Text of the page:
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Only 12pc have used a digital wallet other than PayPalBy
While there is significant potential for digital and mobile wallets, one of the main challenges for wallets other than PayPal continues to be gaining awareness among consumers, according to a new report from comScore.
The report, Digital Wallet Road Map 2013, found that digital wallets other than PayPal only had awareness among 51 percent U.S. consumers. PayPal also leads other wallets when it comes to consumer use.
“PayPal may have the highest level of awareness and usage, but that shouldn’t be much of a surprise to anyone,” said Andrea Jacobs, payments practice leader at comScore, Reston VA. “They’ve been around for well over a decade whereas the others are just within the last two years at most.
“Relatively speaking, the way we pay for items today really hasn’t changed a whole lot since cash and plastic came into existence,” she said. “Changing that kind of behavior won’t happen overnight, and I don’t see PayPal going away anytime soon.
“But having said that, better marketing and advertising of other wallets can only benefit these other players. To that point though, one of the findings of the study is that a one-size-fits-all model may not apply for all wallets when it comes to marketing and advertising.”
Mobile drives payment volume
Smartphones make it easier and more convenient for consumers to use digital wallets, which store a virtual copy of a the contents of a consumer’s physical wallet to facilitate online and offline retail transactions, as they can have access to them whenever and wherever they are.
Mobile is a key driver of PayPal’s digital wallet, with the company reporting that mobile payment volume in 2012 was up 250 percent for a total of $14 billion. In 2013, the company expects to do $20 billion in mobile payment volume.
In the past year, the number of wallet offerings has proliferated as smartphone adoption has grown, with many different companies now out there hoping to gain consumer adoption.
However, consumer awareness of these digital wallets still remains at low levels and consumers do not have a clear understanding of their benefits, according to comScore.
The report found that 72 percent of survey respondents were aware of the PayPal digital wallet followed by Google Wallet with 41 percent. Only 13 percent are aware of MasterCard’s PayPass Wallet, 8 percent Square Wallet, 8 percent V.me by Visa, 6 percent Isis, 5 percent Lemon Wallet and 5 percent LevelUp.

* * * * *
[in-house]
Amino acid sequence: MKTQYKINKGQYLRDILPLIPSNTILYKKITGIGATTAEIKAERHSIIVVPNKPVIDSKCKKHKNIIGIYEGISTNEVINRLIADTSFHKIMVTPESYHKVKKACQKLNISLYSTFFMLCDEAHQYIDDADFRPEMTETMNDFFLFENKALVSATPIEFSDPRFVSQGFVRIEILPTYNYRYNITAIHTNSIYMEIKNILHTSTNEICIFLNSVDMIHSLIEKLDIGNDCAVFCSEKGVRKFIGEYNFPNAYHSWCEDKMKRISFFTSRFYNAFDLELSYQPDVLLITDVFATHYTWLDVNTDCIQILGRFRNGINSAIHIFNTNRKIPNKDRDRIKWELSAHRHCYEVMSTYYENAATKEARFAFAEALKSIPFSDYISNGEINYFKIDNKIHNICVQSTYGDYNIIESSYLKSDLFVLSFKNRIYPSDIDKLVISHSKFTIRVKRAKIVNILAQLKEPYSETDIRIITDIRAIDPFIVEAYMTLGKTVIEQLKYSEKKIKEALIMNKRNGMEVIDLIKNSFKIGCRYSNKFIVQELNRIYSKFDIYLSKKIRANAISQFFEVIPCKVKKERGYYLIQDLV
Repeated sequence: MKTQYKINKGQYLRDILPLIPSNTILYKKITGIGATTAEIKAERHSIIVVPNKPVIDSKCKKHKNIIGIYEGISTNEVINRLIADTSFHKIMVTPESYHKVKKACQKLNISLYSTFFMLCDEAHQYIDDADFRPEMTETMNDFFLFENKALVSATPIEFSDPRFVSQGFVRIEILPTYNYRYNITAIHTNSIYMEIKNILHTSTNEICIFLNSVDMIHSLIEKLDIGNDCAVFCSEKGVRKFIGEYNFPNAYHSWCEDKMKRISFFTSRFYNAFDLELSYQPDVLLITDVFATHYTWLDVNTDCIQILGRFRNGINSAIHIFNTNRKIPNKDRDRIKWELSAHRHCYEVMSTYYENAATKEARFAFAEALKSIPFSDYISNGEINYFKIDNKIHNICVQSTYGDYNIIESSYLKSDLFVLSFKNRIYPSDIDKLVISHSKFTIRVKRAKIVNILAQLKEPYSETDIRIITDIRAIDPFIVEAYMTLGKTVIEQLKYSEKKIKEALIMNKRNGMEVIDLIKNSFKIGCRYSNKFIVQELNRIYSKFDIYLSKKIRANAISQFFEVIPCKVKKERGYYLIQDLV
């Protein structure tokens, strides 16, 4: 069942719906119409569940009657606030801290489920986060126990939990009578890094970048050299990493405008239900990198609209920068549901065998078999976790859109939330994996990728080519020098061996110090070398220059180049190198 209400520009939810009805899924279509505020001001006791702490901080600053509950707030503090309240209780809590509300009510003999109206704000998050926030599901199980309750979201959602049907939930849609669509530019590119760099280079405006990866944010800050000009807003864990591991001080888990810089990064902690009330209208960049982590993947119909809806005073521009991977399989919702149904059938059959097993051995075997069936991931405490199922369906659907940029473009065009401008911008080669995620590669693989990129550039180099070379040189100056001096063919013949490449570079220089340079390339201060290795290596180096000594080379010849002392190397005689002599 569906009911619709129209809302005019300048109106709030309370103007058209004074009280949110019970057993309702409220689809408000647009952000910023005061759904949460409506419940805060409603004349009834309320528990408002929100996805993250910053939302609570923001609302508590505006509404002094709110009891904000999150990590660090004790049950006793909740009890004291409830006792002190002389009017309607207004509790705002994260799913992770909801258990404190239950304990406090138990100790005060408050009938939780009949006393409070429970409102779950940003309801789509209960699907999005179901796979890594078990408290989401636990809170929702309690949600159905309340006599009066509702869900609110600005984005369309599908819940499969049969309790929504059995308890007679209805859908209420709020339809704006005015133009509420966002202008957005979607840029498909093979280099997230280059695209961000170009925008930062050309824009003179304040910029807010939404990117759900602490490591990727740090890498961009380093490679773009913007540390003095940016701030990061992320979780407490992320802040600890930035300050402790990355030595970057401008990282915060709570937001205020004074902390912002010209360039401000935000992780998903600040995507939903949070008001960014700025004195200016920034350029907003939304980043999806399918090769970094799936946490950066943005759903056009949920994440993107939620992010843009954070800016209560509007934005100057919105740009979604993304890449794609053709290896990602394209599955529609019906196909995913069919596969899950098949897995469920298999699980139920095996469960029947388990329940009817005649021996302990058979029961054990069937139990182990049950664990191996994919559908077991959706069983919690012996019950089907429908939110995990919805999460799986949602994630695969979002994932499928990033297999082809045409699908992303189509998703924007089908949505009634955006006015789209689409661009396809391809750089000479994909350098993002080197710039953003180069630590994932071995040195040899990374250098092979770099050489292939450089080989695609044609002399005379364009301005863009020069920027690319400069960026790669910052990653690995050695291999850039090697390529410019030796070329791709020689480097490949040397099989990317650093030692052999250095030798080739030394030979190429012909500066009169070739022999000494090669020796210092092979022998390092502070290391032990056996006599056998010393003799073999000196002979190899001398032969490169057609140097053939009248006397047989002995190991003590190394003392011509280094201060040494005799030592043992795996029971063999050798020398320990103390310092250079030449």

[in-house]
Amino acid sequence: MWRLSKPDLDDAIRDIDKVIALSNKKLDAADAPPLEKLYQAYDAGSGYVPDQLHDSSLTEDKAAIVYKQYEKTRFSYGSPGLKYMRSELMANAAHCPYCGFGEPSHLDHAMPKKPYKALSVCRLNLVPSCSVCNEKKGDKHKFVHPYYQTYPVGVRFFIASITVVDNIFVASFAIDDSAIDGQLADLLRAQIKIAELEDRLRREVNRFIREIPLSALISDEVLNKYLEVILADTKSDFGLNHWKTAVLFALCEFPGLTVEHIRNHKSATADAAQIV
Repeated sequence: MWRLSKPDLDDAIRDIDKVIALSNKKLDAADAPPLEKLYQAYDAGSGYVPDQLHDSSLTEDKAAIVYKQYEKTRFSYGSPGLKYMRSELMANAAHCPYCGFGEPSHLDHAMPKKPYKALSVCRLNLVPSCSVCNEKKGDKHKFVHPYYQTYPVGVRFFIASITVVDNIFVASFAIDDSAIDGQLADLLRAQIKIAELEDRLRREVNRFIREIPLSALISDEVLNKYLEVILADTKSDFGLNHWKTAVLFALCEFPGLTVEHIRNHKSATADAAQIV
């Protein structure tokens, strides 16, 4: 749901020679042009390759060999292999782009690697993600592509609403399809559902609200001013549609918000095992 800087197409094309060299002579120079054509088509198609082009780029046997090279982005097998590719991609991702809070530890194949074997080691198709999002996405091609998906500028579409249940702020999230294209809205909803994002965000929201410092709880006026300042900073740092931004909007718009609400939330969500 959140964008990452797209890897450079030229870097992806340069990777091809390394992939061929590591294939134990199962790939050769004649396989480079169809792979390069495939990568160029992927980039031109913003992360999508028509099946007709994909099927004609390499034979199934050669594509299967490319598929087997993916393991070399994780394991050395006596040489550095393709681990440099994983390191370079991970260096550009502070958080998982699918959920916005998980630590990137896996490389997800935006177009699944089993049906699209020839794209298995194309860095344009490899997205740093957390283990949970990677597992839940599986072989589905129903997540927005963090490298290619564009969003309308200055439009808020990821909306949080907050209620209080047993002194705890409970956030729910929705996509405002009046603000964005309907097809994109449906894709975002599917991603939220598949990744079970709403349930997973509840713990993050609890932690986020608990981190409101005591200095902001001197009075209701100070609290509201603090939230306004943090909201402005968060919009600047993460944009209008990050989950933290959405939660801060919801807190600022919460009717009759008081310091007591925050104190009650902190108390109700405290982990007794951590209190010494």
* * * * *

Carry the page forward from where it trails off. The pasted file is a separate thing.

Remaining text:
The numbers were even lower in terms of how many had used a digital wallet, with 48 percent of respondents saying they had used PayPal, 8 percent Google Wallet, 3 percent MasterCard PayPass Wallet, 2 percent Square Wallet, 2 percent V.me by Visa, 1 percent Isis, 1 percent Lemon Wallet and 2 percent LevelUp.
The study is based on research using comScore’s opt-in panel of one million U.S. consumers and two separate surveys of more than 2,000 U.S. Internet users.
The results point to the continued fragmentation in the digital wallet landscape because of low consumer adoption outside of PayPal, with only 12 percent of consumers claiming to have used a digital wallet other than PayPal.
However, the results also indicate that digital wallets could eventually reach one in two consumers as they become more aware of the offerings and educated on the benefits.
Security a concern
One barrier to use is that the concept of digital wallets is often difficult to convey and prone to misinterpretation. Even after respondents were asked to review the Web sites of specific digital wallets, they still scored an average of just 45 percent in terms of demonstrated level of understanding.
Another hurdle to greater digital wallet adoption is security, which remains a top concern among consumers.
The results show that even when security measures are available, digital wallet providers are not doing a good job of communicating that is availability to consumers.
The survey found that 93 percent of consumers would prefer to use a digital wallet that has to be unlocked before use. However, an average of just 57 percent of respondents across the brands studied realized – after having reviewed the digital wallet Web site – that this locking feature was available.
Some digital wallet providers were more successful than others in communicating the availability of this feature, with 71 percent awareness among Lemon website visitors versus 42 percent among LevelUp Web site visitors.
“Digital wallets have not yet gained mass adoption, but it has the potential to reach 1 in 2 consumers,” Ms. Jacobs said. “Our study demonstrates the linkage between intent to use a digital wallet and the degree to which they understand the product and favor the brand.
“It does so not just by asking questions, but by asking questions after consumers have a first-hand experience in getting to know the digital wallet products,” she said. “If marketing does its job well, people will both be aware and understand.
“Currently, consumers have a vague understanding but not a great grasp on the details. One important detail they don’t understand is security.”
Chantal Tode is associate editor on Mobile Commerce Daily, New York
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